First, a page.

“We need to find ways to drain excessive liquidity, and adopt a suitably tightened and prudent monetary policy,” Xia Bin, an academic advisor on China’s central bank’s monetary policy committee said in an interview with a popular financial news website (www.hexun.com).
Xia said the fact that the economy was flush with money was the fundamental reason for the recent spike in inflation. China’s consumer inflation climbed to a 25-month high of 4.4 percent in October.
Xia does not have decision-making power as an advisor to the central bank, but does provide input to the policy-making process.
On Friday, the People’s Bank of China announced that it would increase required reserves by 50 basis points, its fifth such announcement this year, to remove excess cash from the economy.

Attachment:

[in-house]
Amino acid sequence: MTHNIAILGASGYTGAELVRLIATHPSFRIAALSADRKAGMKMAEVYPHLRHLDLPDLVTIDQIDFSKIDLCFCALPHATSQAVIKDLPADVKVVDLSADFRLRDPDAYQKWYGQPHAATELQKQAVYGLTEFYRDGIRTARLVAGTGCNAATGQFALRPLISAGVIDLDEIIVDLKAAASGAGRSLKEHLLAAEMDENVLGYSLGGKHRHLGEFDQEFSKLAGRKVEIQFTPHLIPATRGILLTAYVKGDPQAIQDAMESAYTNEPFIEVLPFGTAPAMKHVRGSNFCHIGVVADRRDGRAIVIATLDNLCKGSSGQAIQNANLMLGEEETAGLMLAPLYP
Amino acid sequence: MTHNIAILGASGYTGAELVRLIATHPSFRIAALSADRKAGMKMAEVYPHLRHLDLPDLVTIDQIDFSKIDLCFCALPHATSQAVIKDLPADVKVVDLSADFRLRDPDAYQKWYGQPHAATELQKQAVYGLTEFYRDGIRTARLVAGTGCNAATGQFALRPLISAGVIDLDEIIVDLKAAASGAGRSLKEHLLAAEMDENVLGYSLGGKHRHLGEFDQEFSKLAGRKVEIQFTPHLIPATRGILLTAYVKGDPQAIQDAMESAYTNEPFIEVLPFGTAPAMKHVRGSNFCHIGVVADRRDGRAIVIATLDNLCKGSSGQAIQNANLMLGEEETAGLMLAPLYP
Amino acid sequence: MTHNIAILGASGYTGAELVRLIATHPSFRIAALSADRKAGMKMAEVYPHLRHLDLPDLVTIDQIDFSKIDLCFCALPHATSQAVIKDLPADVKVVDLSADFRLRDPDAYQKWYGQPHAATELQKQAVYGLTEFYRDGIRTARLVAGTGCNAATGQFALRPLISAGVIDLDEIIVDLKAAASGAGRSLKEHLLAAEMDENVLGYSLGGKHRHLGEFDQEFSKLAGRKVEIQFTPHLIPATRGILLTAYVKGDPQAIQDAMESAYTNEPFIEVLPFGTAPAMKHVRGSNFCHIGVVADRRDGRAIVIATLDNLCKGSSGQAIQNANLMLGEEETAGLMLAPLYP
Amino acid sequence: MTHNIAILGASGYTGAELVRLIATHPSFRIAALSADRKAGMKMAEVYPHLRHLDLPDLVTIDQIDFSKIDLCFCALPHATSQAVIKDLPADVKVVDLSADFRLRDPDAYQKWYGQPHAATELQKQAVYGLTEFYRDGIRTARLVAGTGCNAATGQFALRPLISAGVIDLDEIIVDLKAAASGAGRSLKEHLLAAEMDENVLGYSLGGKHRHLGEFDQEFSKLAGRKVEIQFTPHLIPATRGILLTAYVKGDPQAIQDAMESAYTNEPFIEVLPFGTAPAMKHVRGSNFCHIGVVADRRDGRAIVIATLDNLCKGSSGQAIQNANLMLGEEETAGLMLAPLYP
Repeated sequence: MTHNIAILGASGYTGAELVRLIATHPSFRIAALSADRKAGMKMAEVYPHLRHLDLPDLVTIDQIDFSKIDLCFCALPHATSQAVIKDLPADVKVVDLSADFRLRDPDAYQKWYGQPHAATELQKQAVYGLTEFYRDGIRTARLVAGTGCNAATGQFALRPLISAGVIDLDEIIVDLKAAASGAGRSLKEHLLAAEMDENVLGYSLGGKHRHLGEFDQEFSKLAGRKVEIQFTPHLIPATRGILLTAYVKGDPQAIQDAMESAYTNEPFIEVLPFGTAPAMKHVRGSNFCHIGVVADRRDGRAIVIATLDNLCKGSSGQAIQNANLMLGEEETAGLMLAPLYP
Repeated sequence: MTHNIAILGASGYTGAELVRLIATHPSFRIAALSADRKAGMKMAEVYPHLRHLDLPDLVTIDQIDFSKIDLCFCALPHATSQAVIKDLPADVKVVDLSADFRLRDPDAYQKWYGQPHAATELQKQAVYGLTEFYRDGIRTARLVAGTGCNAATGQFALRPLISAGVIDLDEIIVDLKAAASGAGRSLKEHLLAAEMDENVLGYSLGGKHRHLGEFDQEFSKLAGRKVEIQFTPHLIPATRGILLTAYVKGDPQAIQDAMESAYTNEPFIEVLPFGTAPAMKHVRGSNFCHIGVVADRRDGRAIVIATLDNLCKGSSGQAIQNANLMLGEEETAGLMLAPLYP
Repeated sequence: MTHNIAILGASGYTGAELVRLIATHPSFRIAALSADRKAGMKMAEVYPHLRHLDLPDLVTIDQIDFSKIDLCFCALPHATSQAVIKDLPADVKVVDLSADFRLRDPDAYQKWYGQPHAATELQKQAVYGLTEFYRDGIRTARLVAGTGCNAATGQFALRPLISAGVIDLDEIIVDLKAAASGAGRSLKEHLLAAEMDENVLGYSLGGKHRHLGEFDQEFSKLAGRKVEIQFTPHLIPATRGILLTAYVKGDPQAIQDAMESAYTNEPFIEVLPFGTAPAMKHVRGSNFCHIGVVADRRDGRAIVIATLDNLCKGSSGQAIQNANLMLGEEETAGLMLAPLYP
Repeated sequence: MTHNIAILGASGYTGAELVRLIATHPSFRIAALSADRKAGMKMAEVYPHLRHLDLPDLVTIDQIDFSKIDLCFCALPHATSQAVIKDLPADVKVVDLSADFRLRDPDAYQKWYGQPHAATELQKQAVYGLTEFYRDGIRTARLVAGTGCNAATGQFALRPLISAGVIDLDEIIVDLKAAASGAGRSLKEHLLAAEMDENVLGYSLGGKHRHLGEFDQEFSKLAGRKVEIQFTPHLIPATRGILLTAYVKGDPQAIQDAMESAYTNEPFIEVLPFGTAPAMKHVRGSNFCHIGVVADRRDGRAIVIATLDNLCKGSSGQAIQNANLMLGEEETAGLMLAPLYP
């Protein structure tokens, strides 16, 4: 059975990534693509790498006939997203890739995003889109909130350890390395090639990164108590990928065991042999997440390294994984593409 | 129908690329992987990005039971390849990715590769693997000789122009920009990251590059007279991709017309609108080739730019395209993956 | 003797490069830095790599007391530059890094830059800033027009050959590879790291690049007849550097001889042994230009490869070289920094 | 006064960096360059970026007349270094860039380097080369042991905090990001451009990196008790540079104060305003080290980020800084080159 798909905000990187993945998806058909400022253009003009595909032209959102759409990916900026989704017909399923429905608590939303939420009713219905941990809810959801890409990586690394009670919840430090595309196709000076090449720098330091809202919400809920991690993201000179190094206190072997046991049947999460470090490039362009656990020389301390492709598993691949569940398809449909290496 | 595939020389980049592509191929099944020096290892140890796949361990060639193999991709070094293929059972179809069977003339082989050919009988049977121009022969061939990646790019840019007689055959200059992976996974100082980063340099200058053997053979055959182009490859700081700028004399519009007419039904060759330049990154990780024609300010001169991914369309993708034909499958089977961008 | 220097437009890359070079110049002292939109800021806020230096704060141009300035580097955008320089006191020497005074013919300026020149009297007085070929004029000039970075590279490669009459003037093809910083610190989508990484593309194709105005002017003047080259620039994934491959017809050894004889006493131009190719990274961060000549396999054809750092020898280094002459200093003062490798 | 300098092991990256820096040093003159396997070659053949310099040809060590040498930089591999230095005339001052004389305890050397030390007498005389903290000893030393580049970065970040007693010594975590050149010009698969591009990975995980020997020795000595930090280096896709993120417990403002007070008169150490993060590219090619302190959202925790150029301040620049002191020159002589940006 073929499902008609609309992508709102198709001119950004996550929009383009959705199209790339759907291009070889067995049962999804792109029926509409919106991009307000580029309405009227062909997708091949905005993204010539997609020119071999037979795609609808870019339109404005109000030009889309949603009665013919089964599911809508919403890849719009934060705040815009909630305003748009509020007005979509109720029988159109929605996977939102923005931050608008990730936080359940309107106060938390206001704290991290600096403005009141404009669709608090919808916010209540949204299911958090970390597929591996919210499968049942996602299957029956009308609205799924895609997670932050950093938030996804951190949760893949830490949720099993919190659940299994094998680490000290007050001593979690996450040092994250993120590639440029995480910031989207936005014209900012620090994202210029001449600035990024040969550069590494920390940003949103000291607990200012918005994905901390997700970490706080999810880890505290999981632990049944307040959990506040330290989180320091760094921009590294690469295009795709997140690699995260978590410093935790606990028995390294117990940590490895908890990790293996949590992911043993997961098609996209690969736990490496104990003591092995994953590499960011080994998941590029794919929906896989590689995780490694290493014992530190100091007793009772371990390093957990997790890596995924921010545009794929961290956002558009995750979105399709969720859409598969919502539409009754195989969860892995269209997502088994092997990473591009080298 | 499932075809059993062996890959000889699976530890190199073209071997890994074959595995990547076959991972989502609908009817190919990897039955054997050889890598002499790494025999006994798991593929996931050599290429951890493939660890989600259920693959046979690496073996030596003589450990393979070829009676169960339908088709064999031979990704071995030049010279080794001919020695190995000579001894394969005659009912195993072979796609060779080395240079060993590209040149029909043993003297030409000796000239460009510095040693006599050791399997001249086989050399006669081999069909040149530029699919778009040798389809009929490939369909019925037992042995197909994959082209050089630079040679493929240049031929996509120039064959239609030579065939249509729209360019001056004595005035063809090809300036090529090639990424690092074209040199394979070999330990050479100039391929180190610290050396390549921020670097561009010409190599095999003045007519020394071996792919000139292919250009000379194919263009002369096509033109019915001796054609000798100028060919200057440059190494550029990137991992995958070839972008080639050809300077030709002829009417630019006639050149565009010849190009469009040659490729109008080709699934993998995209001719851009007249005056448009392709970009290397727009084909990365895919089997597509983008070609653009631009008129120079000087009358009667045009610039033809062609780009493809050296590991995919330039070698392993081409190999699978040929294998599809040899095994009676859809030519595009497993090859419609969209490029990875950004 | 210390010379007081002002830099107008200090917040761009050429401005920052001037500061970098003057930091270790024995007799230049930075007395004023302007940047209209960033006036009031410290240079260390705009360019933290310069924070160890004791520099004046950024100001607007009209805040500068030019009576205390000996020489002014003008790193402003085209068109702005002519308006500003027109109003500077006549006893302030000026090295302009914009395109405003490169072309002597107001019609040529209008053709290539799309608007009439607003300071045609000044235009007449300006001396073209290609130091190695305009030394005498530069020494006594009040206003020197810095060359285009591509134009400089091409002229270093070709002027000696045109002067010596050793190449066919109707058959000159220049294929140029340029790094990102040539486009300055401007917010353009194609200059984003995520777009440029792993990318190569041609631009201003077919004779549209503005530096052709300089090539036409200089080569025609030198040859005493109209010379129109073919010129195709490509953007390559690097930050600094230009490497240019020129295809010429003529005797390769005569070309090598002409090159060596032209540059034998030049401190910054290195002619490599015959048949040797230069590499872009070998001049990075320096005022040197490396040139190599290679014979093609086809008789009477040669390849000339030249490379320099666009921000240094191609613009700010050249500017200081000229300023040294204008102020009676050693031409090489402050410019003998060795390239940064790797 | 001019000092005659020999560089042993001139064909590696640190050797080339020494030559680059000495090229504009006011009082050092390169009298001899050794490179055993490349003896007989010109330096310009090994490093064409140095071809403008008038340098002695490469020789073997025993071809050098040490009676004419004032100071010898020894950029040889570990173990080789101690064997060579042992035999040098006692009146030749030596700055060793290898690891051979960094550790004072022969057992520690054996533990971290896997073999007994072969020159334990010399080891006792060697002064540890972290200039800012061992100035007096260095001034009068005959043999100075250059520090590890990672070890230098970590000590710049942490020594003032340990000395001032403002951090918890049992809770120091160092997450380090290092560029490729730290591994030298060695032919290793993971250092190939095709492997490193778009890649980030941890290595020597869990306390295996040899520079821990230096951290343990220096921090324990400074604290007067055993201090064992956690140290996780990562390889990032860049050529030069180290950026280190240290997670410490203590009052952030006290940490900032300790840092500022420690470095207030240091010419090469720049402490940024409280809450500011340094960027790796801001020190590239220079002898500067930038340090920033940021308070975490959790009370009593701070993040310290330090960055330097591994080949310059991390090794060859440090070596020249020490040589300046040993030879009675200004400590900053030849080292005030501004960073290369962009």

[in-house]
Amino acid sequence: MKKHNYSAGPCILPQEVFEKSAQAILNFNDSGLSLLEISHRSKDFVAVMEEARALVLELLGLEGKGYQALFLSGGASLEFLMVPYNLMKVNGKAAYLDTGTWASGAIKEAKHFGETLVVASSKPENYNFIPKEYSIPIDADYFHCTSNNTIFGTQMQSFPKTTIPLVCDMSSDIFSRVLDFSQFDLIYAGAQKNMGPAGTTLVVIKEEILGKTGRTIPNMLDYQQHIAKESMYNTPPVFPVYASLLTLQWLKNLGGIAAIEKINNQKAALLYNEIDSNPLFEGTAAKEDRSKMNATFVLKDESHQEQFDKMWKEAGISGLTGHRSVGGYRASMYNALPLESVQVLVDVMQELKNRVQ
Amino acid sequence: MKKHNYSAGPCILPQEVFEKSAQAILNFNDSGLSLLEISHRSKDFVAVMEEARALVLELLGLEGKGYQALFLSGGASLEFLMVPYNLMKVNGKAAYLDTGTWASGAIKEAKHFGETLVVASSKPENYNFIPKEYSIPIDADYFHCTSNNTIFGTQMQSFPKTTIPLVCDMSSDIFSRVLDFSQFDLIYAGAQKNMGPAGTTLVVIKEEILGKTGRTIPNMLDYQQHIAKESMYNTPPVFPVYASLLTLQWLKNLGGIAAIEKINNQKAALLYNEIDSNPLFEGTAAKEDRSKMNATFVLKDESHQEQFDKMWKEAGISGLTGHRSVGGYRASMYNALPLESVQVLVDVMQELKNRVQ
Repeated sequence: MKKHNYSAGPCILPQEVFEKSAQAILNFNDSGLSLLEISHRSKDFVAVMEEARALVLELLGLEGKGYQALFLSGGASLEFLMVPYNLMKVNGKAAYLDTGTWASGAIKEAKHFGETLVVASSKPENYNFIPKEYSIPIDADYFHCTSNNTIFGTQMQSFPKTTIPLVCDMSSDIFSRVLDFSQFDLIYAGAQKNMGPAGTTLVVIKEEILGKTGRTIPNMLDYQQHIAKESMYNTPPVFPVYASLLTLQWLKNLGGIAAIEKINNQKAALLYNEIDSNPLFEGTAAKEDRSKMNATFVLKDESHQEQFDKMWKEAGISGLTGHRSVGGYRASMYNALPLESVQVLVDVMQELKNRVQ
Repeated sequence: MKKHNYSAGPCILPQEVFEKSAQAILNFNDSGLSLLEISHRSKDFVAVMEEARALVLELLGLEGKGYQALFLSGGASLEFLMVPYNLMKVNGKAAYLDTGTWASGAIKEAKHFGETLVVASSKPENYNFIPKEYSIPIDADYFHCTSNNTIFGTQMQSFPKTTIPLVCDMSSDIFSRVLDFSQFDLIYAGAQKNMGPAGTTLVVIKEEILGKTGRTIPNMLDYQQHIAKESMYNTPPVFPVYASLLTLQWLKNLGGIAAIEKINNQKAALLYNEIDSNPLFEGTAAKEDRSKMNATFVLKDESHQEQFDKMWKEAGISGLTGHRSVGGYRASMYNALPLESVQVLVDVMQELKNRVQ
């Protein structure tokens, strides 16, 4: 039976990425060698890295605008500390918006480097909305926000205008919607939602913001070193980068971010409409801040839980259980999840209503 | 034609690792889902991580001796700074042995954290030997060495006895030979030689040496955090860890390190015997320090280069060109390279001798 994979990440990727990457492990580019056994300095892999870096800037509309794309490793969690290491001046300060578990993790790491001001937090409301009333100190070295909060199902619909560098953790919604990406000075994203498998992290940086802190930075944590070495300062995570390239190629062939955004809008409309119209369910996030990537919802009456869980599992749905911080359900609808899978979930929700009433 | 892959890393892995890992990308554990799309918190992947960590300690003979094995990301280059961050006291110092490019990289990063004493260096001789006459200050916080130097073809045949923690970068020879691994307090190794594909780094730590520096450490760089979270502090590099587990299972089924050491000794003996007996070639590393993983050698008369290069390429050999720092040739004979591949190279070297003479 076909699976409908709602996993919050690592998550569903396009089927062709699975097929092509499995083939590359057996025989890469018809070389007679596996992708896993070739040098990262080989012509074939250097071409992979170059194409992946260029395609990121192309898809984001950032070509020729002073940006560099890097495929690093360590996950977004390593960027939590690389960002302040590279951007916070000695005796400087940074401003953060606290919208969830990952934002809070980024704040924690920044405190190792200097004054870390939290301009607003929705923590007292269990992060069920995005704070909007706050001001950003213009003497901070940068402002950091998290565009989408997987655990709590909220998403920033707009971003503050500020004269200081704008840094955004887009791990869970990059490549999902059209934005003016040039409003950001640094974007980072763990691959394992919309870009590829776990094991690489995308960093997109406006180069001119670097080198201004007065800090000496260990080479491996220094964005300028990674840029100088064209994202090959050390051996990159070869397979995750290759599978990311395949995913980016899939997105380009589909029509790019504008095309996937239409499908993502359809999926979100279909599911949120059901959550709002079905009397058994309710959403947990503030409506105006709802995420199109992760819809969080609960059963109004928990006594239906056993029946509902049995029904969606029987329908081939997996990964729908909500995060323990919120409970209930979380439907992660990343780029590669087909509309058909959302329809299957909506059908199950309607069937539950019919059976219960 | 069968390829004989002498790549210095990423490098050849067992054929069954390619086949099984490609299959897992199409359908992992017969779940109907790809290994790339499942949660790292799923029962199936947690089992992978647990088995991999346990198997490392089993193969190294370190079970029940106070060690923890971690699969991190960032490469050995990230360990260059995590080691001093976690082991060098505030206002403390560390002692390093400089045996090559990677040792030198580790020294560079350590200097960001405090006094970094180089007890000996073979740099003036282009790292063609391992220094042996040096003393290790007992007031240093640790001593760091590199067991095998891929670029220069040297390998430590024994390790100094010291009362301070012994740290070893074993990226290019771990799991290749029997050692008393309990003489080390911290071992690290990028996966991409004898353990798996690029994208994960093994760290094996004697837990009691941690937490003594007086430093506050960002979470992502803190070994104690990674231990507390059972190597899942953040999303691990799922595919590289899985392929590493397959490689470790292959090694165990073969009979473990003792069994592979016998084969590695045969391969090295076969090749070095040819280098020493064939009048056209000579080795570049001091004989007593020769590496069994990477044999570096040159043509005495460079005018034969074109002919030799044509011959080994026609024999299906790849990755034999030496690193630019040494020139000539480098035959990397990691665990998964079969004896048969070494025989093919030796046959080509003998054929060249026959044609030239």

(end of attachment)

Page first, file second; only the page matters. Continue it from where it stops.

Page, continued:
Xia, a former vice governor of the central bank, also said that the country could afford to further raise required reserves.
He said that China, in the face of the United States’ “irresponsible printing of dollars,” needed to strengthen its supervision of capital inflows and foreign investment in China.
China’s foreign exchange regulator said on Monday that foreigners would only be able to buy one home in China to curb speculation.
“I personally think that limits on foreign investment speculation on commercial buildings should also be strengthened,” Xia added.